Silence in the online course: What does it mean and how do you respond?

From my experience as an online learner and online teacher, “silence” in an online course is almost always a sign that something is not right. Quite often, it is the equivalent of sleeping, staring out the window, or now showing up for a face-to-face class.  The following image illustrates some of the possibilities.

Silence in the Online Course

If you are teaching an online course and find that one or more students are silent or not active for an extended period (days or more than a week), then you might want to consider one or more of the following.

Contact Them – This seems obvious, but it first requires that you are monitoring student activity close enough to notice when a student isn’t involved.  That is part a good online instructor’s job.  Once you notice, then it is best to send them an email.  If you don’t hear from them right away, consider using an alternative email or even giving them a phone call.  If they are having technical difficulties, then email may not be a good option.  Use any communication methods that are proper and available to you.

Check With Others in the Class – Perhaps others in the class know the student.  It doesn’t hurt to ask if they have seen or been in contact with the student.  They may be able to help you get in touch.  Of course, do this in a way that is discreet and respects student privacy.

Elicit Help from an Advisor or Other Members of the Support Team – Even after repeated contact efforts, there are times when the student is ignoring you, hiding from you, or not accessible via the communication methods available to you.  In that case, consult with others to try contacting the student on your behalf.  If the student is hiding, upset or embarrassed, then this can be very effective.  It is also important because your school likely has some sort of automatic drop policy if students fail to get started with a course by a certain time or if that are inactive for an expended period.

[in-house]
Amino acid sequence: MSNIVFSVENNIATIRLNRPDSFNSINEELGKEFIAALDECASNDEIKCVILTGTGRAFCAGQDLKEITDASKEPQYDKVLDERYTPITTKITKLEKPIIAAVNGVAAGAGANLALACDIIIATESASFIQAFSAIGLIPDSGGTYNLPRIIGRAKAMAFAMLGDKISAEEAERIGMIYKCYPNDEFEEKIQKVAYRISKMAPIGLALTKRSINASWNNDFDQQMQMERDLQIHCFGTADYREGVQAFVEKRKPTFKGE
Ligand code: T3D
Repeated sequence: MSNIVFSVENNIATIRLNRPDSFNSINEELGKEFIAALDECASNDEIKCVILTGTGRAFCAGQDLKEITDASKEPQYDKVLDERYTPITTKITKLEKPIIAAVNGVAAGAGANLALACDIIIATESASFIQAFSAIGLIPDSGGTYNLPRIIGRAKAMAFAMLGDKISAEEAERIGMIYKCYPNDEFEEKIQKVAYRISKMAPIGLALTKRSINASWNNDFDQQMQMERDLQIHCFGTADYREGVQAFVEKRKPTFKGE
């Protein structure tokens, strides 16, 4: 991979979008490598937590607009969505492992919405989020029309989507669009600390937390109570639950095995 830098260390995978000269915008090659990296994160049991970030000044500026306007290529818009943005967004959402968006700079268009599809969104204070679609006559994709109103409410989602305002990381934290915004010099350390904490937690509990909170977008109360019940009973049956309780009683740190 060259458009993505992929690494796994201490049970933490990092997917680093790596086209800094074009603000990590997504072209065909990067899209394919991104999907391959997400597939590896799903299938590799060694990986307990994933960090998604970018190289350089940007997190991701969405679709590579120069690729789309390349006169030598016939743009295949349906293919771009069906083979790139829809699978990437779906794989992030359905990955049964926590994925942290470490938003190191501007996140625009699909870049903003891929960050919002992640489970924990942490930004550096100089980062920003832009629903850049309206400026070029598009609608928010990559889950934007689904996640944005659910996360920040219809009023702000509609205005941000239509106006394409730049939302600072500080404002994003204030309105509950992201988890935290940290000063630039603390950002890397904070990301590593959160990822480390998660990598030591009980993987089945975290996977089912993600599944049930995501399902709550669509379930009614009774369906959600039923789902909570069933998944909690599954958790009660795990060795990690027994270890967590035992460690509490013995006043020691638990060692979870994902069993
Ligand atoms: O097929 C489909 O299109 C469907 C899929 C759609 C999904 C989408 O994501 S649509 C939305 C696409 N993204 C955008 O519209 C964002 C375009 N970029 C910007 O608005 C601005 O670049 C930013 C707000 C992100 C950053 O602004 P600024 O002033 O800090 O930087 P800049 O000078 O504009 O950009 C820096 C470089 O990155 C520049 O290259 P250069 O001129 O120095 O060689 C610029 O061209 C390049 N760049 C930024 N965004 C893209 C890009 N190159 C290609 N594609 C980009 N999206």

Check the Roster, Ask the Registrar, or Ask Others Involved with Registering and Dropping Students – Sometimes students drop the course without telling you, and the system keeps their name in the class. That is usually done on purpose (even a feature built into some learning management systems) to keep a record of student activity.  This is important for when the information is necessary for financial aid or other academic appeal purposes.  Whatever the case, it might just be that the student dropped the course.

Try the Emergency Contact – If you have tried to contact the student multiple ways, as well as these other strategies, then there is the chance that something more serious happened to the student.  At this point, it is time to work with the proper school authorities to follow up with an emergency contact listed for the student (check with someone at the school, as there may well be policies and protocols in place for such things).  This may seem extreme, but I’ve had enough situations where there were serious life circumstances, and following up was the right and important thing to do.

Conclusion

Student “silence” in an online course demands prompt and persistent action.  In most instances, simply following up allows you to help the student work through whatever was preventing them from being fully engaged.  Very often, it helps prevent students from performing poorly or dropping the class.  it also gives you one more chance to support, encourage, coach, and mentor students…just what we want to see in an effective online teacher.

 

 

Posted in blog, e-learning

About Bernard Bull

Dr. Bernard Bull is an author, host of the MoonshotEdu Show, professor of education, AVP of Academics, and Chief Innovation officer. Some of his books include Missional Moonshots: Insights and Inspiration for Educational Innovation, What Really Matters: Ten Critical Issues in Contemporary Education, The Pedagogy of Faith (editor), and Adventures in Self-Directed Learning. He is passionate about futures in education, educational innovation, alternative education, and nurturing agency and curiosity.